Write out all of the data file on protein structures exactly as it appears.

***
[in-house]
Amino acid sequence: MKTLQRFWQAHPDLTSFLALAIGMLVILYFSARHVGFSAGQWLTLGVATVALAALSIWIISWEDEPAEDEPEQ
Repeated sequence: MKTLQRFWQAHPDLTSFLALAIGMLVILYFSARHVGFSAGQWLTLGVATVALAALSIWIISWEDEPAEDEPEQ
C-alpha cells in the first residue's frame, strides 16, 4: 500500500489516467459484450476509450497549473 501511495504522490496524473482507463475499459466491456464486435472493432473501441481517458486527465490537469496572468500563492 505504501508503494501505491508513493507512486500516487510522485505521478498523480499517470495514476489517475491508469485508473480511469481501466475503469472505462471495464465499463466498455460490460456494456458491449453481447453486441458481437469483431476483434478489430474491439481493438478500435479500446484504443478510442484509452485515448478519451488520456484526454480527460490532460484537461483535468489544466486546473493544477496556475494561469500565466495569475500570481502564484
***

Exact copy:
[in-house]
Amino acid sequence: MKTLQRFWQAHPDLTSFLALAIGMLVILYFSARHVGFSAGQWLTLGVATVALAALSIWIISWEDEPAEDEPEQ
Repeated sequence: MKTLQRFWQAHPDLTSFLALAIGMLVILYFSARHVGFSAGQWLTLGVATVALAALSIWIISWEDEPAEDEPEQ
C-alpha cells in the first residue's frame, strides 16, 4: 500500500489516467459484450476509450497549473 501511495504522490496524473482507463475499459466491456464486435472493432473501441481517458486527465490537469496572468500563492 505504501508503494501505491508513493507512486500516487510522485505521478498523480499517470495514476489517475491508469485508473480511469481501466475503469472505462471495464465499463466498455460490460456494456458491449453481447453486441458481437469483431476483434478489430474491439481493438478500435479500446484504443478510442484509452485515448478519451488520456484526454480527460490532460484537461483535468489544466486546473493544477496556475494561469500565466495569475500570481502564484